Rachel Spieldoch, MD
We all know Vitamin D is important for ongoing bone health. However, most of us are unaware of the many benefits vitamin D has in our bodies. And many of us are frustrated trying to figure out exactly how much vitamin D is enough and how much is too much.
Vitamin D is produced by the skin in the form of vitamin D3. It can also be ingested in the form of vitamin D3 or vitamin D2. This is further metabolized by the liver into the biologically active form 25-OH vitamin D which can be measured with a simple blood test.
Severe vitamin D deficiency can result in calcium malabsorption, hyperparathyroidism, bone loss, and increased risk for fracture. Muscle pain and bone pain can also occur with severe deficiencies. Interestingly, obesity and women of color are risk factors for vitamin D deficiency. Other risk factors include decreased sun exposure, regular use of sunscreen, low dietary intake of vitamin D, liver disease, anti-seizure medications, and osteoporosis or osteopenia. It is important that women with specific risk factors or a previously low level of vitamin D have their levels tested by a physician. Additionally, blood testing of parathyroid hormone as well as calcium may be helpful in select patients.
Current studies show that at least 30% of U.S. adults age 20 or older have vitamin D deficiency. Additionally, vitamin D supplementation of at least 400 IU /day has been associated with a decreased risk for vertebral, nonvertebral and hip fractures.
Observational studies show that vitamin D deficiency may be linked to cardiovascular disease, cancer, diabetes and autoimmune disorders. Additionally, smaller studies suggest that vitamin D deficiency may be linked to breast cancer and melanoma.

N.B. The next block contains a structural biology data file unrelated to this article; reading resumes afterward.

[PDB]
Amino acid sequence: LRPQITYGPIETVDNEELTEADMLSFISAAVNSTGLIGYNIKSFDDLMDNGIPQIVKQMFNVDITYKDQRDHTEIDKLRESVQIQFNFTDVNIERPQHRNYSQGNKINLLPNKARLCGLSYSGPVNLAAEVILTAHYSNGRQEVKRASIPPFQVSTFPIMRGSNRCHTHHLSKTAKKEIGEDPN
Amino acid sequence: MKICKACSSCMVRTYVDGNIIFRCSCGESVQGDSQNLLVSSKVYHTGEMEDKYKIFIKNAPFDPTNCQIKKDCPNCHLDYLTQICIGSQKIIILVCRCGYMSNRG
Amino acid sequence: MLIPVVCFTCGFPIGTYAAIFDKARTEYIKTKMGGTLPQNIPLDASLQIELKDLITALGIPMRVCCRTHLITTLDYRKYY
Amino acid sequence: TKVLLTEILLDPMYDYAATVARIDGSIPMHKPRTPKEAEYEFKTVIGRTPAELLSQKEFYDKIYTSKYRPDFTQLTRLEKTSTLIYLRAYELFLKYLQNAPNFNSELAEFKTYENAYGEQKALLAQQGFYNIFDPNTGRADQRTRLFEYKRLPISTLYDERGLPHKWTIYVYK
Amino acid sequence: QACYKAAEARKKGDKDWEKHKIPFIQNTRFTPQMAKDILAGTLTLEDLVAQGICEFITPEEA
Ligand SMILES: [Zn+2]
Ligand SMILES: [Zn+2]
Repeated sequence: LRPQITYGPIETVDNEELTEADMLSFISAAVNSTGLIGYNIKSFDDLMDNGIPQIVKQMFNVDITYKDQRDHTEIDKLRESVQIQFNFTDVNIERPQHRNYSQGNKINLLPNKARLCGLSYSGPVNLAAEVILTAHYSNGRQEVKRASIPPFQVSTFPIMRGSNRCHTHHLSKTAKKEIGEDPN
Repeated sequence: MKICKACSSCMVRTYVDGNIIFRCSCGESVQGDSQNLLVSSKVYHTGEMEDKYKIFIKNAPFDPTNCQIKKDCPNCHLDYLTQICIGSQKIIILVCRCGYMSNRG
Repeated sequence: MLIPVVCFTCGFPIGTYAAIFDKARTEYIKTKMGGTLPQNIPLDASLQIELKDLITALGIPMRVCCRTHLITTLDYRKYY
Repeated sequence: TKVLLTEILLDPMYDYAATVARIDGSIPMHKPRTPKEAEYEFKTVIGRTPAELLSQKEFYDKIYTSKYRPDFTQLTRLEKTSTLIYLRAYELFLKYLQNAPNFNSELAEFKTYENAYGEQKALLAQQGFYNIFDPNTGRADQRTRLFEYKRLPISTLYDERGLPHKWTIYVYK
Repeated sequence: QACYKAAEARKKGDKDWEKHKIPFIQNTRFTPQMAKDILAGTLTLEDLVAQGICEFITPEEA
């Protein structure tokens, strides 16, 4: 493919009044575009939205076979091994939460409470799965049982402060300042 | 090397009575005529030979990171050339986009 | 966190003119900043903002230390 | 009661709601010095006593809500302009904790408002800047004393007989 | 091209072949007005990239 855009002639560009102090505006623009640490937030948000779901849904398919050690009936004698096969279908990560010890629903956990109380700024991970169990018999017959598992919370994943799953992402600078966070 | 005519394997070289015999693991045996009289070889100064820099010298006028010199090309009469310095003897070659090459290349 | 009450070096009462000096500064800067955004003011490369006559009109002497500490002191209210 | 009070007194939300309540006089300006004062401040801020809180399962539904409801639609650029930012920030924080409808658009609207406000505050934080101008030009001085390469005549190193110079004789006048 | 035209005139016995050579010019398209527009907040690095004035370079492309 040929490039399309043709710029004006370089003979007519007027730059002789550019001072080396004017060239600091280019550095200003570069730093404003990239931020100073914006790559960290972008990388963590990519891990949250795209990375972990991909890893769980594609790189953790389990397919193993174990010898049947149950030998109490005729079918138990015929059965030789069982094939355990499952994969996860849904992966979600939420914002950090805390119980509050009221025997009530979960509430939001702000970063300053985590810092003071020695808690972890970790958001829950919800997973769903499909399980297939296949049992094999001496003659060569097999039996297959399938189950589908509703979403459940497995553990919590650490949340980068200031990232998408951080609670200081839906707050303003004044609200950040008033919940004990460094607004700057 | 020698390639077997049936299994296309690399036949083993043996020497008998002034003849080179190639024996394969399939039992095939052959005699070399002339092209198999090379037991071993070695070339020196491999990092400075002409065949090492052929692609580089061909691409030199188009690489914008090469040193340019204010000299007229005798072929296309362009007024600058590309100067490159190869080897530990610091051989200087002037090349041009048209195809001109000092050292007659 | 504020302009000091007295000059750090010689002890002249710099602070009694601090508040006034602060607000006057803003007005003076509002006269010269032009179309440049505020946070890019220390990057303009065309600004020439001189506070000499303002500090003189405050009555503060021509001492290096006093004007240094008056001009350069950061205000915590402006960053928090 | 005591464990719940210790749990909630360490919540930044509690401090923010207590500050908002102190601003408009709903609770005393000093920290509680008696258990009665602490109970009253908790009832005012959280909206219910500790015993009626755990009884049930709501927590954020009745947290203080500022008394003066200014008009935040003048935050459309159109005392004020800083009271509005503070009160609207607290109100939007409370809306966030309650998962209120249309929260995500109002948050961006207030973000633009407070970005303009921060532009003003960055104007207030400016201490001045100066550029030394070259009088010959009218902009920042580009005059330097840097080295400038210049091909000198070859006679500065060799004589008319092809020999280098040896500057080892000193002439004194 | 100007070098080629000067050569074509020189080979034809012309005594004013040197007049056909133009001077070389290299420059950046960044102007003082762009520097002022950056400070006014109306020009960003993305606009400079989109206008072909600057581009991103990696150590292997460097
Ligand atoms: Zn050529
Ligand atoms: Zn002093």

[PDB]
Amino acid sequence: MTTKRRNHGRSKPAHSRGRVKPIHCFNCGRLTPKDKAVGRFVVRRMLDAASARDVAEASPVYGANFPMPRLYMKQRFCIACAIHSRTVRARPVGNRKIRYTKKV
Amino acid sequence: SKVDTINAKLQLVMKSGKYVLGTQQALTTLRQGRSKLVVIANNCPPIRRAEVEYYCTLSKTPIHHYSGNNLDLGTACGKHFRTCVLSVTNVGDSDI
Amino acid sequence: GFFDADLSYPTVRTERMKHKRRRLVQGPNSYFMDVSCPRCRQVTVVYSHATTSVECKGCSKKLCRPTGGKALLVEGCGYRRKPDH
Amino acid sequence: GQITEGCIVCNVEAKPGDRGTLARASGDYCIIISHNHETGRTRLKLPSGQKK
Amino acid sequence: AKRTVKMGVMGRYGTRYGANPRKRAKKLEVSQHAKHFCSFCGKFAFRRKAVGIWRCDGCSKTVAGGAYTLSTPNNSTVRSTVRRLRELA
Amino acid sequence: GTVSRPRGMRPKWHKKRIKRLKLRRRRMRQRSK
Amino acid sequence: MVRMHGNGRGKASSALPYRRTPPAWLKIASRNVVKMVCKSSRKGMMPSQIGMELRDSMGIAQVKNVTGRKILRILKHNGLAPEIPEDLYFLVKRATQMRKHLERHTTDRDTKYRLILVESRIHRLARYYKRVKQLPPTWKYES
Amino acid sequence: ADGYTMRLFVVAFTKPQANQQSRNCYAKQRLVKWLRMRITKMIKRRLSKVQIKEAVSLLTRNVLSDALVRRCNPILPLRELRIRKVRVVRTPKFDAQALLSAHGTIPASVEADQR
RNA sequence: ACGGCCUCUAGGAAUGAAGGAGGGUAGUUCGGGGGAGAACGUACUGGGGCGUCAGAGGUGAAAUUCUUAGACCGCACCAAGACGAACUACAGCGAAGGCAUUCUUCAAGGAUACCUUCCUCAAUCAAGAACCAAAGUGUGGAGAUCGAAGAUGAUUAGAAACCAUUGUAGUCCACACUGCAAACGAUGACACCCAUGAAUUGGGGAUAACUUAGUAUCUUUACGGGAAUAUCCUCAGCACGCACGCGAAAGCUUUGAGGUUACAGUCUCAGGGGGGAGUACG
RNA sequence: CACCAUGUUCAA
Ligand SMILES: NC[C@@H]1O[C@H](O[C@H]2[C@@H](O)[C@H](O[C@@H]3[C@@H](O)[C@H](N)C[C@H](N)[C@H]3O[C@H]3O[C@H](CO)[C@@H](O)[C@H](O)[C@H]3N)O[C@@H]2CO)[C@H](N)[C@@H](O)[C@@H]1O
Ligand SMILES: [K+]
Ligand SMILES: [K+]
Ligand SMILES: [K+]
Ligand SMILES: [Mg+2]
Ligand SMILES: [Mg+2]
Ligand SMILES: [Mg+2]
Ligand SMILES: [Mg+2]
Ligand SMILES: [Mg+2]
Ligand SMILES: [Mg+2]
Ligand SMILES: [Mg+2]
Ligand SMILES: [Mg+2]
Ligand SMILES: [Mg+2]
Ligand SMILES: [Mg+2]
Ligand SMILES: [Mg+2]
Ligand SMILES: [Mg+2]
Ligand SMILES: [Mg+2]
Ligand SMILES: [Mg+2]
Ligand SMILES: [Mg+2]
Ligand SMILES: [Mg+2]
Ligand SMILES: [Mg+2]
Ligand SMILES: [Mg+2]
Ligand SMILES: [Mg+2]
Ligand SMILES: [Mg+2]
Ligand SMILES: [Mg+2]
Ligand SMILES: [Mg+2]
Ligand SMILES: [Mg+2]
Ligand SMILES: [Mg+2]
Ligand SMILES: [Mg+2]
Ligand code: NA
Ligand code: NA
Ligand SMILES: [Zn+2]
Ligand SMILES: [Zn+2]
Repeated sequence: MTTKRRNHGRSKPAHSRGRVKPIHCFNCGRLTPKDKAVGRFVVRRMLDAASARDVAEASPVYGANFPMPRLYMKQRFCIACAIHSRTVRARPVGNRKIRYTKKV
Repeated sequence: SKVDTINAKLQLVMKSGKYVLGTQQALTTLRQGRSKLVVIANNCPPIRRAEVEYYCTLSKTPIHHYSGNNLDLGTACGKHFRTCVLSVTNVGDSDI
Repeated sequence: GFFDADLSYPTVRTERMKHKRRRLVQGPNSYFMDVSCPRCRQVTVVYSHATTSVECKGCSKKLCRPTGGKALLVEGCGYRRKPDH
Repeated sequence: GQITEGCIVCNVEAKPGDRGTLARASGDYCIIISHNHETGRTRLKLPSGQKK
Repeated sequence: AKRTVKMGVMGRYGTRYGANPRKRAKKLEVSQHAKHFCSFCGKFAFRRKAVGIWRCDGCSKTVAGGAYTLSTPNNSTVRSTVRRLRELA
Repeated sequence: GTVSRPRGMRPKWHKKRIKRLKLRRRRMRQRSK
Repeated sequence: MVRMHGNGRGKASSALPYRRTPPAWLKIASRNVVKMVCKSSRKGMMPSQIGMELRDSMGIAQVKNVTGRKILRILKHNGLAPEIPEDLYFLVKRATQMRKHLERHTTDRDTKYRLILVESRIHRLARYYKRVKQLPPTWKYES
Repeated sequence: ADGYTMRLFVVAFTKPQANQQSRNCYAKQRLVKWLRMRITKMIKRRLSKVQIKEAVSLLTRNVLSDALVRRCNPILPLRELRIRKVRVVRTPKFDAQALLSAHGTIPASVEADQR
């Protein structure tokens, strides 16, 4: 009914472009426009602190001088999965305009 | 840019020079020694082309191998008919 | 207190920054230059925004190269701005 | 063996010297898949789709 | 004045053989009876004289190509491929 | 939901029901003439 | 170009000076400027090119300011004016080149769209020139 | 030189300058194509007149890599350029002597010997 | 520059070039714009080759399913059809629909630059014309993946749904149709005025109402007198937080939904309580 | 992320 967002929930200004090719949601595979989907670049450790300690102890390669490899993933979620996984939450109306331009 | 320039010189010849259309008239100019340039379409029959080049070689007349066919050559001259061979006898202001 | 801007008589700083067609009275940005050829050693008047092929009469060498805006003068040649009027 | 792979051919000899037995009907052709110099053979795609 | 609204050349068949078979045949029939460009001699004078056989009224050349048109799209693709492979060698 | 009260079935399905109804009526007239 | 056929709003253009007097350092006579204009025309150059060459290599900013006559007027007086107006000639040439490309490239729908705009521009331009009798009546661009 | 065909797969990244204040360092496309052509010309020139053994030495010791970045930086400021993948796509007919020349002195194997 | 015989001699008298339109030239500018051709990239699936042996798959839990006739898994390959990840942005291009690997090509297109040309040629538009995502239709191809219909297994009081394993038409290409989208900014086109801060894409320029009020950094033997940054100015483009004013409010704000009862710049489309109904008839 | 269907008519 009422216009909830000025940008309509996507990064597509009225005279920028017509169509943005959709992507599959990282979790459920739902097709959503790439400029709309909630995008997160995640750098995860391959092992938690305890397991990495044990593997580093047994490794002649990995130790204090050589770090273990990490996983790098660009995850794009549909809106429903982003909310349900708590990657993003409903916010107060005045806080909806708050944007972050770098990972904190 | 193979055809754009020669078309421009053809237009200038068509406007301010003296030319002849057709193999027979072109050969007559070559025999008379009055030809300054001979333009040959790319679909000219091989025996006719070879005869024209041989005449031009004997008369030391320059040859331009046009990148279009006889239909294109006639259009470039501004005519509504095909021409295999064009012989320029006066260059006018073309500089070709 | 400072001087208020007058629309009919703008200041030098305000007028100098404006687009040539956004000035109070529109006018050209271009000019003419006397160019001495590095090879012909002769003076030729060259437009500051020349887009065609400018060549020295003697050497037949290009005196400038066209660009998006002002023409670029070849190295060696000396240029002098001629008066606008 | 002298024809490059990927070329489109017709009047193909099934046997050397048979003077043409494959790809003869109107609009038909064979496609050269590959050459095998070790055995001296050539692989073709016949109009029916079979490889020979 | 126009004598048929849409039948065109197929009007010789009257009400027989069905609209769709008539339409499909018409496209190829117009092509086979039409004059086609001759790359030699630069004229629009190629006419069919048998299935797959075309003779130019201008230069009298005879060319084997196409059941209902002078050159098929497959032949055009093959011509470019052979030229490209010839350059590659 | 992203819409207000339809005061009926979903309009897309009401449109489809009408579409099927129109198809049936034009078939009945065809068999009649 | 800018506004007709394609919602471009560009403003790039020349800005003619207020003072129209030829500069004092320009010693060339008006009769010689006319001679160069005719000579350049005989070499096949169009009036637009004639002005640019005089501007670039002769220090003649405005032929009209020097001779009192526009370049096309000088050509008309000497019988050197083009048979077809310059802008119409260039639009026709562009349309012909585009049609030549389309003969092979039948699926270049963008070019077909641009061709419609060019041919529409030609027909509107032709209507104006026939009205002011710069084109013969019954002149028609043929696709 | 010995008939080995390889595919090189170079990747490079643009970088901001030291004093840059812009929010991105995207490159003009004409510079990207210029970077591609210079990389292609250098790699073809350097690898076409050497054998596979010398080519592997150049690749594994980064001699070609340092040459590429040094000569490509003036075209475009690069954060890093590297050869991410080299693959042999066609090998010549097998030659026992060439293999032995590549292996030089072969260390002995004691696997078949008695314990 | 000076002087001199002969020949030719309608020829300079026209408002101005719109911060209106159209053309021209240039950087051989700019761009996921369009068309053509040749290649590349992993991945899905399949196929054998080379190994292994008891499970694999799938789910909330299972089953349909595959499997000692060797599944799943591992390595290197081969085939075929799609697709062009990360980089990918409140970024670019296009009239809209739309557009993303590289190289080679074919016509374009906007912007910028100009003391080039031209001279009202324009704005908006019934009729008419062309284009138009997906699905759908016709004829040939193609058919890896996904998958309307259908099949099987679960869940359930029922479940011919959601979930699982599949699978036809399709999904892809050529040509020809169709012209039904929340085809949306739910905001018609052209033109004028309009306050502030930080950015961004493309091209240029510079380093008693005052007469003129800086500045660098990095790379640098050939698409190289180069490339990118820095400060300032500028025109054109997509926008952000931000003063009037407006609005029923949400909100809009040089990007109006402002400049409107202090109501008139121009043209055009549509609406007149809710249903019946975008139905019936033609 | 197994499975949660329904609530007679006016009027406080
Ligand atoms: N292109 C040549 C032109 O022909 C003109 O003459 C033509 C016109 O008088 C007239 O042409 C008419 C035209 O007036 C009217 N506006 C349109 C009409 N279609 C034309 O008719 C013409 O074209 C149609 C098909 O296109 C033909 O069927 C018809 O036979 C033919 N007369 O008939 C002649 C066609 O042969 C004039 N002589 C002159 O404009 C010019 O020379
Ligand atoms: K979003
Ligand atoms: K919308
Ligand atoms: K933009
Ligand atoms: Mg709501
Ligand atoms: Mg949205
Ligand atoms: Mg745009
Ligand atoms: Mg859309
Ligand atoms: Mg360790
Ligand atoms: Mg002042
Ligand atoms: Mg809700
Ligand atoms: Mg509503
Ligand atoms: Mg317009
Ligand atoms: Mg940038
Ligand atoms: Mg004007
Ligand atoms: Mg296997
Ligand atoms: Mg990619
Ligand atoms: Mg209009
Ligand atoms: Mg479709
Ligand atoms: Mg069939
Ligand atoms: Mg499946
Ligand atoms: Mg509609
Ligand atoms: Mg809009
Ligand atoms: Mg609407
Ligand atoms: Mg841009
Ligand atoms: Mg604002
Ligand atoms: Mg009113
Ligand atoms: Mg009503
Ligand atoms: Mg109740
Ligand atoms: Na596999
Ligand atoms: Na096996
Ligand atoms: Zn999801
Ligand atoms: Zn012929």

Is it possible to get too much Vitamin D? The answer to this is yes. Surprisingly, too much vitamin D has been associated with a higher risk of fracture! Additionally, observational studies suggest that elevated vitamin D levels may be associated with pancreatic cancer and cardiovascular disease.
According to the Institute of Medicine report from 2010, the recommended dose of vitamin D supplementation for healthy adult women up to age 70 y/o is 600 IU/day. After the age of 70, the recommended dose increases to 800- 1000 IU/day. This is the recommended dose for women not receiving any direct sun exposure. If your vitamin D level is low or you have other risk factors, the medical recommendation may differ.
Achieving optimal benefits from vitamin D involves maintaining a balance. It is important to be mindful that too much vitamin D can carry health risks. However, appropriate supplementation and blood levels appear to have profound impacts on preventing disease and maintaining healthy bones.